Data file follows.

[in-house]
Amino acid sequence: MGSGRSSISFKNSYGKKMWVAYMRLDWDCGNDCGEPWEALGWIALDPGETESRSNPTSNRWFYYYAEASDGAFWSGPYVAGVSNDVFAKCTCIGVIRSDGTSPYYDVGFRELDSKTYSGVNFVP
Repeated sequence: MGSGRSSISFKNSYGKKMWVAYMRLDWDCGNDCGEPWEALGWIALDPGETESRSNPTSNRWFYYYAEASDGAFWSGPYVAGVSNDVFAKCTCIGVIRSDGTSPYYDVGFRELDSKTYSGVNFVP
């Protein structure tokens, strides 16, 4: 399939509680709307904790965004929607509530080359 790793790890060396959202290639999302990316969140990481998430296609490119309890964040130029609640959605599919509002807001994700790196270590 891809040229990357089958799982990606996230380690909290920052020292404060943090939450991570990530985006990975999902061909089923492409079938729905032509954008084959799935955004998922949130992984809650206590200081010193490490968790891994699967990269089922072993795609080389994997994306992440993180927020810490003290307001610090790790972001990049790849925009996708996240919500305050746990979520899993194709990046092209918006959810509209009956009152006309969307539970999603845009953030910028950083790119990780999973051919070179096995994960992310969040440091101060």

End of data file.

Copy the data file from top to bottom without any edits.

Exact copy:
[in-house]
Amino acid sequence: MGSGRSSISFKNSYGKKMWVAYMRLDWDCGNDCGEPWEALGWIALDPGETESRSNPTSNRWFYYYAEASDGAFWSGPYVAGVSNDVFAKCTCIGVIRSDGTSPYYDVGFRELDSKTYSGVNFVP
Repeated sequence: MGSGRSSISFKNSYGKKMWVAYMRLDWDCGNDCGEPWEALGWIALDPGETESRSNPTSNRWFYYYAEASDGAFWSGPYVAGVSNDVFAKCTCIGVIRSDGTSPYYDVGFRELDSKTYSGVNFVP
């Protein structure tokens, strides 16, 4: 399939509680709307904790965004929607509530080359 790793790890060396959202290639999302990316969140990481998430296609490119309890964040130029609640959605599919509002807001994700790196270590 891809040229990357089958799982990606996230380690909290920052020292404060943090939450991570990530985006990975999902061909089923492409079938729905032509954008084959799935955004998922949130992984809650206590200081010193490490968790891994699967990269089922072993795609080389994997994306992440993180927020810490003290307001610090790790972001990049790849925009996708996240919500305050746990979520899993194709990046092209918006959810509209009956009152006309969307539970999603845009953030910028950083790119990780999973051919070179096995994960992310969040440091101060």